Both these rumours were refuted by official sources at the end of the week. Fox assured in a statement that Smollett is a “core” of the show and rumours they were writing him off were “patently ridiculous.” 

Chicago police also said in a statement that the attack being “a hoax” was yet “unconfirmed by case detectives.” They also contacted the news outlets that first reported the rumours to refute the claims, calling those sources “uninformed and inaccurate.” 

Wait, are they rumours?

Shortly after police said that the source reports were unsubstantiated, they commented further that they would like to re-interview Smollett himself after interrogations of two individuals who were considered persons of interest resulted in “new evidence.” 

The individuals in question were reported to be two Nigerian brothers who were thought to be in the area at the time of the crime and had purchased rope prior to the attack. The brothers’ lawyer told media that both the individuals knew Smollett from working on Empire. Police questioned the brothers for two days before releasing them without charges over the weekend. 

Did Smollett orchestrate his attack?

Monday morning, CNN reported with input from “two law enforcement sources with knowledge of the investigation” that Chicago police believe Smollett orchestrated his attack by paying two men to assault him. The report suggests that the two brothers who were interrogated by police said in their interview that they were hired to carry out the fake attack.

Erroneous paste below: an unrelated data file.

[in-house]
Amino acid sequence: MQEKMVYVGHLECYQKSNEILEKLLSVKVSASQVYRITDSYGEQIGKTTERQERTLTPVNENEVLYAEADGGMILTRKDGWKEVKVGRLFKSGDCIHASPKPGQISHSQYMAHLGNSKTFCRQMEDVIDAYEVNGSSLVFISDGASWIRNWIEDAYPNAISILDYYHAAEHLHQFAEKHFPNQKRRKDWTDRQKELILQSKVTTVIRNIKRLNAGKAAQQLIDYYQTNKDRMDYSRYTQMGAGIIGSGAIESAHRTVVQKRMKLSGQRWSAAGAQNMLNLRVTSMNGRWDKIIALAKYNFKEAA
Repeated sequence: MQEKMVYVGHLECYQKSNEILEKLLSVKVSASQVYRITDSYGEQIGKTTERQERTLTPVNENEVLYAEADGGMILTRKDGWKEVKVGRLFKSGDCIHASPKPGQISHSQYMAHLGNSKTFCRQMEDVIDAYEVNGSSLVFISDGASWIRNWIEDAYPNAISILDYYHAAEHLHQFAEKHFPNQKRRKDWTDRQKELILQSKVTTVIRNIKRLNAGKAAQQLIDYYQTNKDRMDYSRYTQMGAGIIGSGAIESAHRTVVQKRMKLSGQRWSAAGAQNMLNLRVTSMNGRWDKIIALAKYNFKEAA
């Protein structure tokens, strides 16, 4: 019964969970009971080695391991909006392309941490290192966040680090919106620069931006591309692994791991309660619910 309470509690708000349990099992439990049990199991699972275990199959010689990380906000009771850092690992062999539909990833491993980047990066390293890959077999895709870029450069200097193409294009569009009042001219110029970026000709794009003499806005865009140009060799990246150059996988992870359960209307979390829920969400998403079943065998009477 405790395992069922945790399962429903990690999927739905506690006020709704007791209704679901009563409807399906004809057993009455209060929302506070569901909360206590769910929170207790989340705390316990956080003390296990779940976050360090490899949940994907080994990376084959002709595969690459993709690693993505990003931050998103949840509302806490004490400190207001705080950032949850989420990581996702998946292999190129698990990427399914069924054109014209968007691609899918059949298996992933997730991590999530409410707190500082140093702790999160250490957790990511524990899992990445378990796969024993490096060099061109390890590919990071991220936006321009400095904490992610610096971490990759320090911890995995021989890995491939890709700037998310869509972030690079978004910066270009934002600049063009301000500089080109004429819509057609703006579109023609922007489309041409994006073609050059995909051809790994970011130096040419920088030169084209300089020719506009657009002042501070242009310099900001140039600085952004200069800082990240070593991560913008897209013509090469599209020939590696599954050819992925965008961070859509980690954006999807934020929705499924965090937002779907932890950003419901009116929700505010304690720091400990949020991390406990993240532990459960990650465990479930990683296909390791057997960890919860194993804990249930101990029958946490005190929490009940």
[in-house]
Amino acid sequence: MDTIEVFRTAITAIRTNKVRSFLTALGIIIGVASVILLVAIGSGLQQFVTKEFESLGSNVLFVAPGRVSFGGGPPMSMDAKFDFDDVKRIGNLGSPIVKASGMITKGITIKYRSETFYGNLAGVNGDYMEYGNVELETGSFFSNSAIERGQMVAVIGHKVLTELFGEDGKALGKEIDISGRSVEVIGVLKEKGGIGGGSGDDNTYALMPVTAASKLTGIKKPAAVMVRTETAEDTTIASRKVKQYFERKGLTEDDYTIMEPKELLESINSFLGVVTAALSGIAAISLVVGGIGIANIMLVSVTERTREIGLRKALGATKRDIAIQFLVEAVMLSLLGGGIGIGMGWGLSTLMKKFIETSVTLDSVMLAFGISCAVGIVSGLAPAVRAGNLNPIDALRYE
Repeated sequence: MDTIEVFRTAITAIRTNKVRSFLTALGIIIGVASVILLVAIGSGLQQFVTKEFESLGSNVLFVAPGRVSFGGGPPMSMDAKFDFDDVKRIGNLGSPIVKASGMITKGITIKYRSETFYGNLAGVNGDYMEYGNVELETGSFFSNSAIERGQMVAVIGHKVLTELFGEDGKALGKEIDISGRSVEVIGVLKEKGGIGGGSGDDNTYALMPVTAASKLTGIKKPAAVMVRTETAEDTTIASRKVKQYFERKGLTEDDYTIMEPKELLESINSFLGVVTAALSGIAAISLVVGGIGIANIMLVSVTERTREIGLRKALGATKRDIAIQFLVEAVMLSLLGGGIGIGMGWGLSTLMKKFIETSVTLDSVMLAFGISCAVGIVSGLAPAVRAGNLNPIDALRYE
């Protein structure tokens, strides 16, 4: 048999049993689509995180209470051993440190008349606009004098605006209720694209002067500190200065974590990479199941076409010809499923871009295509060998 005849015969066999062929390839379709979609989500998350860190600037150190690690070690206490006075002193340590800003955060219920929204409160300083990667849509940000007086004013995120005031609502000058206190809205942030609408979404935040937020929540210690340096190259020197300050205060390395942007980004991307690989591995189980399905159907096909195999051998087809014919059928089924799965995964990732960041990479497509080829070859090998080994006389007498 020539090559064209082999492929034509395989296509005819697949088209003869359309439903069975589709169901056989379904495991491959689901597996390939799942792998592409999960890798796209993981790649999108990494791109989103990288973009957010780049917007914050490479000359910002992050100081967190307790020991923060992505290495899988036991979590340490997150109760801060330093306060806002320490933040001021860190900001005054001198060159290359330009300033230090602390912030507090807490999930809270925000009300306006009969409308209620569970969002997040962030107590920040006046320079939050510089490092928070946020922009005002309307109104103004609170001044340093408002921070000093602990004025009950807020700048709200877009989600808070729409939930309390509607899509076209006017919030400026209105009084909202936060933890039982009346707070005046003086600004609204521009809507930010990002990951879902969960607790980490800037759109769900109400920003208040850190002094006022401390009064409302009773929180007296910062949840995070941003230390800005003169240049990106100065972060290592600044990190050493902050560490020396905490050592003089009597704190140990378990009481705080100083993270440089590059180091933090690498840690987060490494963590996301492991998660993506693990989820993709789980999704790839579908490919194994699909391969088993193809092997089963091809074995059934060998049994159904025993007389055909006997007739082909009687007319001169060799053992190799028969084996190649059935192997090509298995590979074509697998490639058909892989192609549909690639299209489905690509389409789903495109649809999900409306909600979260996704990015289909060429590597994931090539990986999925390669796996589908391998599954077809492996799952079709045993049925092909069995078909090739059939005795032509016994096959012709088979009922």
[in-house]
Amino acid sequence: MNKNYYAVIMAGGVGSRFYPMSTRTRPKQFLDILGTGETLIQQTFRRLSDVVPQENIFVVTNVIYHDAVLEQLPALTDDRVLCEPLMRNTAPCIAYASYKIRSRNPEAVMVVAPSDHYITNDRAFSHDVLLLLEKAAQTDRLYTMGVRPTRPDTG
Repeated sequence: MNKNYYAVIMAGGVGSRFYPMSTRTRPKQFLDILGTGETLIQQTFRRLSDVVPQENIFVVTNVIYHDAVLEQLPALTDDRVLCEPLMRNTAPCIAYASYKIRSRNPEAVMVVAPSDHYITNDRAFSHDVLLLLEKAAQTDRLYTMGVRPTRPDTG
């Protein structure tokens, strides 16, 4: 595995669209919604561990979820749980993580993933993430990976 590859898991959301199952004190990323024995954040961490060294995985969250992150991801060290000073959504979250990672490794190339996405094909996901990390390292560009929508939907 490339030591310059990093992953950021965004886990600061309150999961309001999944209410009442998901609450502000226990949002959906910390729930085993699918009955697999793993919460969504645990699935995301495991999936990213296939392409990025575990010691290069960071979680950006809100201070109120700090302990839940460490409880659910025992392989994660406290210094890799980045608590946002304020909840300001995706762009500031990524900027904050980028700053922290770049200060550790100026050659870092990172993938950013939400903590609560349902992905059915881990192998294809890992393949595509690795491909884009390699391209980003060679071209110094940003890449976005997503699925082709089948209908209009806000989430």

The Chicago police have not yet responded to the new information. 

Here comes the judgement

The new uncertainty has spurned backlash and intense emotions in a number of directions. While some commenters online are outraged at the apparent dishonesty and using the developments to disregard the prevalence of hate crimes, others are taking a more nuanced approach. Many are warning that one instance of dishonesty does not mean that real instances of crimes like these are not disturbingly frequent. Feminist activist Roxane Gay expressed the confusion many are feeling right now in a series of tweets. 

Others are willing to stand by the star. Empire executive producer Brett Mahoney tweeted that he believes and stands by Smollett. The tweet was re-tweeted by the Empire Writers‘ official account. 

Ava DuVernay, who was one of the first celebrities to express support for Smollett back in January, wrote that though she understands there are inconsistencies, she “can’t blindly believe Chicago PD.” Good Morning America host Robin Roberts — who sat down with Smollett for his first interview after the attack — reminded viewers Monday that the police had initially found Smollett credible. 

 

Still, some are withholding judgement until there are further developments. U.S. Senator Cory Brooker (who recently announced a 2020 presidential run) told reporters he wouldn’t be commenting until more information was made public. 

As easy as it is to form an opinion based on speculation and these bombshell reports, with no comment yet from police, this case is still a mystery — though a convoluted and fraught one.